Bishop and Cardinal in row over climate change

In Australia this week, the Anglican general synod in Canberra has passed a canon “recognising that climate change was a serious threat to present and future generations and seeking to reduce the environmental footprint of the church and its agencies,” according to The Age. But what’s more curious about the matter of climate change is the public argument going on between the Anglican bishop of Canberra, George Browning, and the Roman Catholic Archbishop of Sydney, George Pell.

Bishop Browning, the world’s top Anglican environmental spokesman, and Cardinal Pell had a sharp exchange on Wednesday after Bishop Browning said the cardinal was out of step with his church and made no sense on global warming.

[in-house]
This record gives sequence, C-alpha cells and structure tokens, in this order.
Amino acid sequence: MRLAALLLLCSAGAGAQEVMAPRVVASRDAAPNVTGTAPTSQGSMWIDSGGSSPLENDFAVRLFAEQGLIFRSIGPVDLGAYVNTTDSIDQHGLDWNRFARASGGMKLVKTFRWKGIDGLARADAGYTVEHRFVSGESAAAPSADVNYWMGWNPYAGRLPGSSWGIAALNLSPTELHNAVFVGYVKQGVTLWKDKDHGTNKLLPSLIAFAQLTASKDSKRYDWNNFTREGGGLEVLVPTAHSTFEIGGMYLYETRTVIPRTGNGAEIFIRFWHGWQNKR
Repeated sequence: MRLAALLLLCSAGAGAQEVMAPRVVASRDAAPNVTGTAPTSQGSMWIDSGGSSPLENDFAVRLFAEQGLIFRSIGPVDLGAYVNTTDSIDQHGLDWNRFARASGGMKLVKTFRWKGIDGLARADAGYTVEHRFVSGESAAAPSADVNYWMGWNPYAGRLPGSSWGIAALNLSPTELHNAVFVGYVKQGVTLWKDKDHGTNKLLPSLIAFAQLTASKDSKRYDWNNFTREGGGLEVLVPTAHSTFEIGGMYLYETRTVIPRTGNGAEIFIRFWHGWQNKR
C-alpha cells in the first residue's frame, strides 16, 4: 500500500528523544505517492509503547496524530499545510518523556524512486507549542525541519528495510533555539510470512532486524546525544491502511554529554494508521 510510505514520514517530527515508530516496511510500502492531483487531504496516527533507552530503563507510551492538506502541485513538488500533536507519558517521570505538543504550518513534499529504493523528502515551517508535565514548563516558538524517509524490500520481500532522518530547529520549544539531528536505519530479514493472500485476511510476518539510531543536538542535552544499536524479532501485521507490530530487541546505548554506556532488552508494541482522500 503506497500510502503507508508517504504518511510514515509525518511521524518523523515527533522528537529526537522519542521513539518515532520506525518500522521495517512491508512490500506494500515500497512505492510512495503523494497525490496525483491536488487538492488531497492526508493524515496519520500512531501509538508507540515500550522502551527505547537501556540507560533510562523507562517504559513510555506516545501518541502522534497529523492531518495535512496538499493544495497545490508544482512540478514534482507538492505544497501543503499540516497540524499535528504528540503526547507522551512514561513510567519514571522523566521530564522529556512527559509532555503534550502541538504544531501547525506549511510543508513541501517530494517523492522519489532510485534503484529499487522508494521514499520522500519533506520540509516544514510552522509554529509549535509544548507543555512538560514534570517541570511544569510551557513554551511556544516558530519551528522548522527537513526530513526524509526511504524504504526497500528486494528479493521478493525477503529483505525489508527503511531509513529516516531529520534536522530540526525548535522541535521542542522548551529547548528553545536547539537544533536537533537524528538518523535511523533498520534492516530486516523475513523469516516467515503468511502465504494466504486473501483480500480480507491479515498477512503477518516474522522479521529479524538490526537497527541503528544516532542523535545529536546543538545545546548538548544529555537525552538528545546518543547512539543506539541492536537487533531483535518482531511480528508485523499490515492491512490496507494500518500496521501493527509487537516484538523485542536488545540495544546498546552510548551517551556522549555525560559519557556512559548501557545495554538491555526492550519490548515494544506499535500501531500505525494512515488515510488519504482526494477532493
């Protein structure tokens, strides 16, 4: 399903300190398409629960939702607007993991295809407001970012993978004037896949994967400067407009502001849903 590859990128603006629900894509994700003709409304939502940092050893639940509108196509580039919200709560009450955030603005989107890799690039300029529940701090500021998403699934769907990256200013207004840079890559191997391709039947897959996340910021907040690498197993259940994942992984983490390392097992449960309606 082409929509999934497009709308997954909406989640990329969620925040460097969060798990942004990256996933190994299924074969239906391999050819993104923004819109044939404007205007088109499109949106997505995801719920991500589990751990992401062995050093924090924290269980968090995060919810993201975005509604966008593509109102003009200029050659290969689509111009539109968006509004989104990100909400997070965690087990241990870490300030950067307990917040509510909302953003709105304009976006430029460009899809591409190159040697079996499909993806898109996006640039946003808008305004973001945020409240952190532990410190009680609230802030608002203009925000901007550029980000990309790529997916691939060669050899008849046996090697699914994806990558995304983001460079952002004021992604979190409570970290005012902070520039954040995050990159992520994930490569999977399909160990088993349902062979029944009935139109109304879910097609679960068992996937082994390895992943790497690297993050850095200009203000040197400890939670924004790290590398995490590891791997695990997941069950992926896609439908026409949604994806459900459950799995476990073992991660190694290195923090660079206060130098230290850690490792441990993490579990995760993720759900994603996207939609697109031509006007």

Cardinal Pell replied that radical environmentalists needed no help from church leaders to impose their agenda by fear, and that church leaders should be allergic to nonsense.

Yesterday Bishop Browning said the challenge was serious because the issue was so important. “The moral consequences of climate change are of such an order that the church cannot remain outside the debate, and cannot do other than want to be part of the solution.”

Bishop Browning said on Wednesday that Cardinal Pell’s contribution as Catholic leader was muted because of his environmental stance. “I frankly don’t know where he’s coming from or why he says what he does.”

Cardinal Pell said he was sceptical about extravagant claims of impending man-made climatic catastrophes and that uncertainties on climate change abounded.

With the passing of the canon, Browning challenged Pell to participate in a public debate on the issues at St. Mary’s Cathedral in Sydney.

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